- John Wallace, Emerson’s director of innovation, moderated a discussion on how electronics are transforming equipment diagnostics in food retail. He explained how embedded electronics in on-site equipment connect with software and services to improve diagnostics and asset management and enable remote visibility and performance analysis across the enterprise.
- InSinkErator’s Michael Keleman and Matt Whitener demonstrated how food waste disposers are being transformed into environmental tools to preserve public health and promote sustainability. They introduced the concept of an organic food waste recycling system and explained how it could eliminate common food waste management issues while reducing environmental impacts.
As intended, the E360 Forum promoted an open exchange of information between moderators and attendees. The day concluded with a networking reception that provided additional opportunities to chat with presenters and connect with peers. With so many questions ahead of us and the NAFEM show on the horizon, there was no shortage of conversations.
We’re currently planning our next E360 Forum, which will take place in the third quarter of this year. By that time, we expect the EPA to have announced its final rule on refrigerants and have a clearer picture of the regulatory future. It’s evident that as we navigate a path forward for commercial refrigeration in foodservice and food retail, we’ll all need to work together and participate in this larger industry dialogue.
In the feature story of our second edition of E360 Outlook magazine, we talked about how the Department of Energy (DOE) has mandated significant energy consumption reductions for walk-ins, reach-ins and ice machines by 2017. Complying with these new regulations will require equipment changes that utilize new technologies and innovative refrigeration strategies in each application.
In our new MAKING SENSE webinar, entitled “Meeting Future Refrigeration Energy Regulations With Today’s Technology Alternatives,” we’ll provide an overview of the DOE’s regulations and then explore the specific technology alternatives you can use to achieve compliance. This complimentary webinar will be moderated by Kurt Knapke, Emerson’s vice president of engineering and electronics, and feature other industry experts.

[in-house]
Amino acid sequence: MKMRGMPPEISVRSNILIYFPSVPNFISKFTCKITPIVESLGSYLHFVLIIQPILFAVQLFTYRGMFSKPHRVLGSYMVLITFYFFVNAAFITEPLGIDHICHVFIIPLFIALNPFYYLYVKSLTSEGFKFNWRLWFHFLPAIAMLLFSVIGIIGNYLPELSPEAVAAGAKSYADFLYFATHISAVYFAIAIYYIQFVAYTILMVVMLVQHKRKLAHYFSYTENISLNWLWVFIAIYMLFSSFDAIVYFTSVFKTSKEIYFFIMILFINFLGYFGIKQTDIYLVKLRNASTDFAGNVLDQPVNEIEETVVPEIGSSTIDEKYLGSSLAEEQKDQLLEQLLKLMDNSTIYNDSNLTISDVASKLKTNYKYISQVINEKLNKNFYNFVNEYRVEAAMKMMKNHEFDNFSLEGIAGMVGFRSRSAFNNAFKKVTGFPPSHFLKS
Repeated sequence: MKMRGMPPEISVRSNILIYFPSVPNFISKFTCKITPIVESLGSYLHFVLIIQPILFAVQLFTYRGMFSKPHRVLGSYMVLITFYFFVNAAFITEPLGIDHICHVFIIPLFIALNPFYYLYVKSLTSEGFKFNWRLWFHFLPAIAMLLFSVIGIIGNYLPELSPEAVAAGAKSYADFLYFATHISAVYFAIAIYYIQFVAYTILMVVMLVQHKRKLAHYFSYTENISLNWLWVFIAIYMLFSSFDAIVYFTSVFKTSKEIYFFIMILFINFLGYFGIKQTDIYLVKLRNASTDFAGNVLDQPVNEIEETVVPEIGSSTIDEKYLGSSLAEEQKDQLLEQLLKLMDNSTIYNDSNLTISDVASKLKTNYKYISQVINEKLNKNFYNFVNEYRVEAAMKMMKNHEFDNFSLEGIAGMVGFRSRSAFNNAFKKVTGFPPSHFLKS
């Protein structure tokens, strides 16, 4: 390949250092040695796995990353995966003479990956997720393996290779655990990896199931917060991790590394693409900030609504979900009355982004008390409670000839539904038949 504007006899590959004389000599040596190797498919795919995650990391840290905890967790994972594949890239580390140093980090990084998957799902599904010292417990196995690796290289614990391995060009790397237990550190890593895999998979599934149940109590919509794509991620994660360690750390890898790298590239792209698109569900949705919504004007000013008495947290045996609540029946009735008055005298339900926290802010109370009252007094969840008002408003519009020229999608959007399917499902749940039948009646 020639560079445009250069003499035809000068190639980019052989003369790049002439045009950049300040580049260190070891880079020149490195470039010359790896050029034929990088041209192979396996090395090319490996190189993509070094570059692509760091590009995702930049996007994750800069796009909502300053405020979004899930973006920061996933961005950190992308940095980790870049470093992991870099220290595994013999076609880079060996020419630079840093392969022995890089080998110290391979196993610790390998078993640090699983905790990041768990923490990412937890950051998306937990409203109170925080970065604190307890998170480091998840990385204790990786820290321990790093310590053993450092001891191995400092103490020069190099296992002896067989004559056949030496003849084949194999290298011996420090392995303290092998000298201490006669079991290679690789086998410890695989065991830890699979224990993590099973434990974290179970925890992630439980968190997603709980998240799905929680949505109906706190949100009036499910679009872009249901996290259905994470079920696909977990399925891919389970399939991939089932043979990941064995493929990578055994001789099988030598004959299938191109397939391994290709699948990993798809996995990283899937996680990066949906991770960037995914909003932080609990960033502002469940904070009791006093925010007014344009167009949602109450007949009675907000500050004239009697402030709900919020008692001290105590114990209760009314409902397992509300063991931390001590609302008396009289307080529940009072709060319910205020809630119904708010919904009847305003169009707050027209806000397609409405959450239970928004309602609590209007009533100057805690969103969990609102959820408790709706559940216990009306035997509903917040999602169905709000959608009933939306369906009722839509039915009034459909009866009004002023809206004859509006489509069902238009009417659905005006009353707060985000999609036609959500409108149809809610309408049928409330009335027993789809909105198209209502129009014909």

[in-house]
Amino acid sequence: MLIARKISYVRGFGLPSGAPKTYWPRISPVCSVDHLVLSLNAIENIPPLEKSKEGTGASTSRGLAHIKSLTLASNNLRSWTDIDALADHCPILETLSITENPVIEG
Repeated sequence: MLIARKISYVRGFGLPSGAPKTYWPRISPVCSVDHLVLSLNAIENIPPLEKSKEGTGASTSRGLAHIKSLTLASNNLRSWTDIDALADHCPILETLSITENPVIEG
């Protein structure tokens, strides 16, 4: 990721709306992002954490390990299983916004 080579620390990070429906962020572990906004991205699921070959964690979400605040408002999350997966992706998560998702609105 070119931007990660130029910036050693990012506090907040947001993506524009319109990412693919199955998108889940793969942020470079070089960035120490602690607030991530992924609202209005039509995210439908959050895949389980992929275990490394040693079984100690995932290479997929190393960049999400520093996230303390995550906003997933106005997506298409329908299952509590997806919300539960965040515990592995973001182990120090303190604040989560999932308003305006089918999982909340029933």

With the DOE’s energy regulations taking effect in less than two years, the commercial refrigeration industry is busy making preparations now. Based on the DOE’s recommended design strategies to achieve compliance, we’re going to take a closer look at some of the technology alternatives most likely to be integrated into future refrigeration equipment.
Here are a few of the specific technologies we will be discussing:
- Low-condensing refrigeration — floating head pressures with ambient temperatures can result in dramatic reductions in energy consumption. Learn how electronic expansion valves enable condensing systems to maintain head pressure at 10–20 °F above ambient temperature, resulting in a 15–20 percent EER improvement.
- Compression technologies — high-efficiency variable speed compressors are recommended by the DOE to reduce energy consumption. We’ll compare scroll, hermetic and semi-hermetic compressors and show how each can impact energy usage.
- Condenser coil performance (temperature differential) — increasing the condenser coil surface area can also increase airflow. But, will this mean a trade-off in compact equipment design? We’ll explore the implications and available options.
Make plans to join us Tuesday, March 17 from 2–3 p.m. EDT. To learn more and register, please visit our website at: EmersonClimate.com/MakingSenseWebinars.
Increasing consumer demand for fresh, high-quality food options is permeating food retail delivery strategies and increasing competition within the market segments of supermarket, fast food and convenience stores. Case in point: the convenience store segment is expanding foodservice operations in an attempt to provide quality fresh foods that rival, and at times exceed, their fast food competitors.